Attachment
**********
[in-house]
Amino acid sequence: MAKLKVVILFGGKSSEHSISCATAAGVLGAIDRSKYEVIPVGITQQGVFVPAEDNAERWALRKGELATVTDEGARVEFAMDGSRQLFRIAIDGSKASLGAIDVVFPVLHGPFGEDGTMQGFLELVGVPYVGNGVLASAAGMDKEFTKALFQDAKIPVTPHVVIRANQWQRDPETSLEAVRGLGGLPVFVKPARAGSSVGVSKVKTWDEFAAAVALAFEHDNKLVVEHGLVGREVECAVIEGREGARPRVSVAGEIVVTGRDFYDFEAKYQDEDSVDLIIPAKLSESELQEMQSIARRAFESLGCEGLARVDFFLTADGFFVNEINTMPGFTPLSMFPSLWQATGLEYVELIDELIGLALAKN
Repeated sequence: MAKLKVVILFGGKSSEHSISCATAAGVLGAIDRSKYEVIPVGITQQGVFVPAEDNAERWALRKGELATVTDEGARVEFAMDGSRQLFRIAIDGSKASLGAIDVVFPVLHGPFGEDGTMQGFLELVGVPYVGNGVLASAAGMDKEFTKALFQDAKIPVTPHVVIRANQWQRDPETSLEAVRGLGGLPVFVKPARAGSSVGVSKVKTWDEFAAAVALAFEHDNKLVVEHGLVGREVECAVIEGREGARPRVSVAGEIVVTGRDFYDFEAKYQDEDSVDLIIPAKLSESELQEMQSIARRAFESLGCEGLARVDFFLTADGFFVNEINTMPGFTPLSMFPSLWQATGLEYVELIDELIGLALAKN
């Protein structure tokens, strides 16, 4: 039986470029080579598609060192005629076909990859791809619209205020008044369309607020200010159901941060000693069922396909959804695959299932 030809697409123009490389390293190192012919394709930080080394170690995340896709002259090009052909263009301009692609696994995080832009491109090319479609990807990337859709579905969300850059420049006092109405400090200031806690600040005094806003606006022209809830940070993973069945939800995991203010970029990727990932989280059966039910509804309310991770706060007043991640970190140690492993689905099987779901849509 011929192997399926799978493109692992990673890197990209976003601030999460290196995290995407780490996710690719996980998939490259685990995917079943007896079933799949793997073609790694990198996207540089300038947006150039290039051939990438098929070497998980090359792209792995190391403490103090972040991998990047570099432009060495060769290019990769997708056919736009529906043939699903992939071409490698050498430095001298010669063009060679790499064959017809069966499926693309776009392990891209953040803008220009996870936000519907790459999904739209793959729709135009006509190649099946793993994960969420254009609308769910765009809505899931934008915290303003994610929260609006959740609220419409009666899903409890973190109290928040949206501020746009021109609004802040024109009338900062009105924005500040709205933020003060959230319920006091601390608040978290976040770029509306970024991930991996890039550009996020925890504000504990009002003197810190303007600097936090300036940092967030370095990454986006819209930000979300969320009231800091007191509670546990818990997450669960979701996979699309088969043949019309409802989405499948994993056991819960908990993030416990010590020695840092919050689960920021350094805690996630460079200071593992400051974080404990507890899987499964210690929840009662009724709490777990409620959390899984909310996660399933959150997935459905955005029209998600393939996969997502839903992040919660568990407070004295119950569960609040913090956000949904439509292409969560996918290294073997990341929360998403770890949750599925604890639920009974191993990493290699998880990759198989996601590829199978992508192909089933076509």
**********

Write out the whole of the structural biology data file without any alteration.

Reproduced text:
[in-house]
Amino acid sequence: MAKLKVVILFGGKSSEHSISCATAAGVLGAIDRSKYEVIPVGITQQGVFVPAEDNAERWALRKGELATVTDEGARVEFAMDGSRQLFRIAIDGSKASLGAIDVVFPVLHGPFGEDGTMQGFLELVGVPYVGNGVLASAAGMDKEFTKALFQDAKIPVTPHVVIRANQWQRDPETSLEAVRGLGGLPVFVKPARAGSSVGVSKVKTWDEFAAAVALAFEHDNKLVVEHGLVGREVECAVIEGREGARPRVSVAGEIVVTGRDFYDFEAKYQDEDSVDLIIPAKLSESELQEMQSIARRAFESLGCEGLARVDFFLTADGFFVNEINTMPGFTPLSMFPSLWQATGLEYVELIDELIGLALAKN
Repeated sequence: MAKLKVVILFGGKSSEHSISCATAAGVLGAIDRSKYEVIPVGITQQGVFVPAEDNAERWALRKGELATVTDEGARVEFAMDGSRQLFRIAIDGSKASLGAIDVVFPVLHGPFGEDGTMQGFLELVGVPYVGNGVLASAAGMDKEFTKALFQDAKIPVTPHVVIRANQWQRDPETSLEAVRGLGGLPVFVKPARAGSSVGVSKVKTWDEFAAAVALAFEHDNKLVVEHGLVGREVECAVIEGREGARPRVSVAGEIVVTGRDFYDFEAKYQDEDSVDLIIPAKLSESELQEMQSIARRAFESLGCEGLARVDFFLTADGFFVNEINTMPGFTPLSMFPSLWQATGLEYVELIDELIGLALAKN
């Protein structure tokens, strides 16, 4: 039986470029080579598609060192005629076909990859791809619209205020008044369309607020200010159901941060000693069922396909959804695959299932 030809697409123009490389390293190192012919394709930080080394170690995340896709002259090009052909263009301009692609696994995080832009491109090319479609990807990337859709579905969300850059420049006092109405400090200031806690600040005094806003606006022209809830940070993973069945939800995991203010970029990727990932989280059966039910509804309310991770706060007043991640970190140690492993689905099987779901849509 011929192997399926799978493109692992990673890197990209976003601030999460290196995290995407780490996710690719996980998939490259685990995917079943007896079933799949793997073609790694990198996207540089300038947006150039290039051939990438098929070497998980090359792209792995190391403490103090972040991998990047570099432009060495060769290019990769997708056919736009529906043939699903992939071409490698050498430095001298010669063009060679790499064959017809069966499926693309776009392990891209953040803008220009996870936000519907790459999904739209793959729709135009006509190649099946793993994960969420254009609308769910765009809505899931934008915290303003994610929260609006959740609220419409009666899903409890973190109290928040949206501020746009021109609004802040024109009338900062009105924005500040709205933020003060959230319920006091601390608040978290976040770029509306970024991930991996890039550009996020925890504000504990009002003197810190303007600097936090300036940092967030370095990454986006819209930000979300969320009231800091007191509670546990818990997450669960979701996979699309088969043949019309409802989405499948994993056991819960908990993030416990010590020695840092919050689960920021350094805690996630460079200071593992400051974080404990507890899987499964210690929840009662009724709490777990409620959390899984909310996660399933959150997935459905955005029209998600393939996969997502839903992040919660568990407070004295119950569960609040913090956000949904439509292409969560996918290294073997990341929360998403770890949750599925604890639920009974191993990493290699998880990759198989996601590829199978992508192909089933076509």